That’s right. As of right now, the *only* apps that can send video wirelessly via AirPlay to the Apple TV is the Video app on the iPad (iPod app on the iPhone/iPod Touch) and Apple’s own YouTube and Photos apps.
While 3rd party video apps such as the excellent VLC Media Player, CineXPlayer or even YouTube inside of Safari can stream the audio portion of their program to the Apple TV, none can stream video.
Here’s why this stinks: Apple TV is, out-of-the-box, able to stream any content that iTunes can play on your PC. It also has it’s own YouTube app. Lastly, it can present photos from your PC if you enable iTunes to stream that content too.
So what exactly has AirPlay done to extend Apple TV’s capabilities? Nothing. Well, almost nothing.
If you have content on your iPad or iPhone that you don’t have on your Mac/PC, then I suppose it’s handy to be able to stream that content to the Apple TV without the need of a middle-man device. But let’s think about this: If you bought an Apple TV, it’s fair to assume that you were already using your computer as your primary media repository and you were okay with managing that media via iTunes. Now I’m not suggesting that you would *never* use just your i-device to download new content – thereby skipping the iTunes-PC step, but I’m guessing it will be rare.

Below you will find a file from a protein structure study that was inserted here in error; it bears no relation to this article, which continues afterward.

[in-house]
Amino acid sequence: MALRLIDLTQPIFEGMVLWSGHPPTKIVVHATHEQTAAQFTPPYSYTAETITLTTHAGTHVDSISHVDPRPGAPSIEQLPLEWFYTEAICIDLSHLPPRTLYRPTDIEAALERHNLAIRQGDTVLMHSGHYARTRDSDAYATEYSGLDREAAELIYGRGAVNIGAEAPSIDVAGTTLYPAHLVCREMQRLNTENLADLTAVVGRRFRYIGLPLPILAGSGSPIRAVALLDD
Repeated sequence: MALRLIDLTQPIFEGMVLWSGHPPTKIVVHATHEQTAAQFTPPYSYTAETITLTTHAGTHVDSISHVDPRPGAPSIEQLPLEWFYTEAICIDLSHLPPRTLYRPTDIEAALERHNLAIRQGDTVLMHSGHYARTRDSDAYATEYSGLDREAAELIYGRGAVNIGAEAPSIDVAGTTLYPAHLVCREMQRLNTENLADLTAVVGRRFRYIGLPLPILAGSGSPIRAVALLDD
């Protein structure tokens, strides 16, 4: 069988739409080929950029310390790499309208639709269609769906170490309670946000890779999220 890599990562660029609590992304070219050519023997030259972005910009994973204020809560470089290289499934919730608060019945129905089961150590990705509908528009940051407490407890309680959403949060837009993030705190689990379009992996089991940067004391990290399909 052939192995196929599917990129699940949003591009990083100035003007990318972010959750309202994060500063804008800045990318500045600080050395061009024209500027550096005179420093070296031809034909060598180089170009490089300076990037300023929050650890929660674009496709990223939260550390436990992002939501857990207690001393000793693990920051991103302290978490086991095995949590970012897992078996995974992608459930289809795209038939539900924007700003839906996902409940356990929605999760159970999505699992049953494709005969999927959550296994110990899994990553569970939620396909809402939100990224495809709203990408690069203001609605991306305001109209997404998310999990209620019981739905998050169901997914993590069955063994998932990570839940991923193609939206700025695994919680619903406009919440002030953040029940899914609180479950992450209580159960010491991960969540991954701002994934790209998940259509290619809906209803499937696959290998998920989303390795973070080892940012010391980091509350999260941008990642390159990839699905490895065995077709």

I real promise that AirPlay held for me, and I suspect many other Apple TV owners, was the ability to use all of the 3rd party apps that have popped up in the App Store that support all of the media file types that iTunes (and thus Apple TV) don’t support.
I was frustrated by Apple’s decision to limit Apple TV to just a few video formats when they announced the product, but I immediately thought “okay, no problem, Apple doesn’t want to support other formats, I can deal with that since it looks like AirPlay will enable other companies to take on that burden through 3rd party app development.” With AirPlay being limited to just Apple’s trio of native apps, what would have been an otherwise perfect compromise between what Apple was willing to do and what consumers wanted, is now almost superfluous. A neat trick of engineering that will rarely be used or needed.